The Lancaster County District Attorney's office is looking to leverage federal dollars to help solve cold cases.
The office is applying for a $296,985 grant from the U.S. Department of Justice. If approved, the money would go to fund DNA testing.
The cold case unit is hoping that by examining old cases, of which there are 41, they can generate new leads.
"The purpose would be to bring justice to several cold cases that have been pending in Lancaster County, dating back as far as 1975," assistant district attorney Christine Wilson said during a commissioners’ meeting this week.
However, the grant is very competitive. Only 10 will be approved nationwide, said Dale Brubaker, a grant specialist with the district attorney’s office.
The commissioners approved the grant application at Wednesday's meeting.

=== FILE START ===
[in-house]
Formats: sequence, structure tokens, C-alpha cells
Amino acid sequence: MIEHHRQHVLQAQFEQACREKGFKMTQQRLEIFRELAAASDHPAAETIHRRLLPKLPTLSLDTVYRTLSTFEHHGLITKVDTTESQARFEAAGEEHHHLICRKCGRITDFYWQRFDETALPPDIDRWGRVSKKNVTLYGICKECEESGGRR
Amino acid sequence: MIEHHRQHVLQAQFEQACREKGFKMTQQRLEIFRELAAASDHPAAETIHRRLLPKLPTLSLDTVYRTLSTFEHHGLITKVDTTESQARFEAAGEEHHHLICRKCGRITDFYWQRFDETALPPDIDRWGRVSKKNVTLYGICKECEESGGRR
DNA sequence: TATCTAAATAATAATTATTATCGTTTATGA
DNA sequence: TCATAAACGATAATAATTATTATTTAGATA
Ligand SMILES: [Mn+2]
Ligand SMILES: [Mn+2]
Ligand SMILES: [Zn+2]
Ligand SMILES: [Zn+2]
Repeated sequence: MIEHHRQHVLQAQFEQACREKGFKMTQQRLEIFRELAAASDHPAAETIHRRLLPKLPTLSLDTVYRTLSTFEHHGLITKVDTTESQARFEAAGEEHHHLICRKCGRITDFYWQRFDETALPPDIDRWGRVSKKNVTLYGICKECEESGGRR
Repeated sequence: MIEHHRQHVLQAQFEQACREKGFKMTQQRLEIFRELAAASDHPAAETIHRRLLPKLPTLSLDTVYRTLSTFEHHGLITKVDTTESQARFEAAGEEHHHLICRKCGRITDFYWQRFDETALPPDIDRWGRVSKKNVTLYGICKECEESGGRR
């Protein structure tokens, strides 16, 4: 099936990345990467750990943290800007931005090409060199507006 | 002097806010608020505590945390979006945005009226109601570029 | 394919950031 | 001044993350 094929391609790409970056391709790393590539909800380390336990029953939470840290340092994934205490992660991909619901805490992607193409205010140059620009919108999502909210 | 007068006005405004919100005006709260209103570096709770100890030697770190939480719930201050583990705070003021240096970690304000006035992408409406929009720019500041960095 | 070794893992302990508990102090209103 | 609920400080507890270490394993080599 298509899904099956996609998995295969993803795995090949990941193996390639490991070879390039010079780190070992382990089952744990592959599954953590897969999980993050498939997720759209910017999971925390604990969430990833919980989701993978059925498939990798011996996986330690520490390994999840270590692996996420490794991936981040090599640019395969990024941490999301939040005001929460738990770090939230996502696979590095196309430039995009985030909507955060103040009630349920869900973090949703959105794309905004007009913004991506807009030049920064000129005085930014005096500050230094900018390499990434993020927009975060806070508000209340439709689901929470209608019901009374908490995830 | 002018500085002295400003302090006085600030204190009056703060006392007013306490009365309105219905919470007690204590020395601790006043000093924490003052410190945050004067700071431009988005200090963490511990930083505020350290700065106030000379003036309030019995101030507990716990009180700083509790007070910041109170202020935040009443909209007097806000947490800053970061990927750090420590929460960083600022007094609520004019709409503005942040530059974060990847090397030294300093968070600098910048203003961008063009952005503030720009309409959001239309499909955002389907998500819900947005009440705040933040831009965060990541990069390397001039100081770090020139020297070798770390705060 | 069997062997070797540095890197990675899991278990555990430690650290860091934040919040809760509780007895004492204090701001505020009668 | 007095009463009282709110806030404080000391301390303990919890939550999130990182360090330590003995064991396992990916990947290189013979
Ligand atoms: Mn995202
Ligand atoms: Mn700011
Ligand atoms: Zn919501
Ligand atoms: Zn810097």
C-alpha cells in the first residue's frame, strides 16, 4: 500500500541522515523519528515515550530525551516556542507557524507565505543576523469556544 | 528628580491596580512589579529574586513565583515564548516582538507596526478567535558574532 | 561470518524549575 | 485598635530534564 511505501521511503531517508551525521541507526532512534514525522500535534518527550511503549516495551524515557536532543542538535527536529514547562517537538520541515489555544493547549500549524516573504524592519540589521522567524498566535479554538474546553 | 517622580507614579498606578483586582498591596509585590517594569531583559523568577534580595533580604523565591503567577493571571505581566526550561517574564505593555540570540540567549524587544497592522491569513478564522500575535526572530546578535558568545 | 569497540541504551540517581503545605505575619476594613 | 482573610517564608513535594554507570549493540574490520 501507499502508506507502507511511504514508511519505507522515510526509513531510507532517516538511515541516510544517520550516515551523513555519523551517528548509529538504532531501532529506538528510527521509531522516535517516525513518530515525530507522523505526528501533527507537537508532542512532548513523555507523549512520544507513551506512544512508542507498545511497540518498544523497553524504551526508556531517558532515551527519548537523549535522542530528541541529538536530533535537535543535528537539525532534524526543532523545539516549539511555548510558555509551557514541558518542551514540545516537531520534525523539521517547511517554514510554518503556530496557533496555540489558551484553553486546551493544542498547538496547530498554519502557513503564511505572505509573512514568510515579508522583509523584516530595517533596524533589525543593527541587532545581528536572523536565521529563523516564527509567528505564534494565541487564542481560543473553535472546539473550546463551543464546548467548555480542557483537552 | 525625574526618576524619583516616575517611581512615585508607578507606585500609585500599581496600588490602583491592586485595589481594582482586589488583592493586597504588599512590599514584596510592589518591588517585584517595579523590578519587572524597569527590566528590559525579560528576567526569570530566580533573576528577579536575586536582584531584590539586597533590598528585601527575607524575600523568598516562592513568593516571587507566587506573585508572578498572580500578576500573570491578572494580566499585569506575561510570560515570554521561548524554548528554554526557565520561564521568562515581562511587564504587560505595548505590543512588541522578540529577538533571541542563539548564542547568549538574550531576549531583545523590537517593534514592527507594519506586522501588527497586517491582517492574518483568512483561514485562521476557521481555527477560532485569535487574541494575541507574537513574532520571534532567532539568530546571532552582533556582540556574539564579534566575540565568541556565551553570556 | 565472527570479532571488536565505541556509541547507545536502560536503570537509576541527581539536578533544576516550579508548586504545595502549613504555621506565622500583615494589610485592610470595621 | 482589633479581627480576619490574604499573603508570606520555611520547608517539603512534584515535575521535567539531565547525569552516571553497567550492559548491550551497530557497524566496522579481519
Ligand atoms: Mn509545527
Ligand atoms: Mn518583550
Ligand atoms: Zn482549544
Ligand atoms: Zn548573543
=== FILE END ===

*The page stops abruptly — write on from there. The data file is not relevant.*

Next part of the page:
If awarded, the cold case unit would examine the cases to determine which had DNA evidence. That evidence would be sent to DNA Labs International, of Florida, for analysis and uploaded to CODIS, a national DNA index, Wilson said.
If there are no hits through CODIS, the samples would then be sent to Parabon NanoLabs.
Last year, Parabon helped solve the 1992 murder of Christy Mirack by comparing DNA from her killer to that of a relative uploaded to genealogy websites. A match from Parabon led to the arrest and eventual conviction of Raymond Rowe.
After Rowe’s January guilty plea and sentence to life in prison without parole, Lancaster County District Attorney Craig Stedman opened a new Cold Case Homicide Unit with a $10,000 budget for DNA analysis. Parabon’s genealogy work costs between $3,000 and $5,000, according to the district attorney’s office.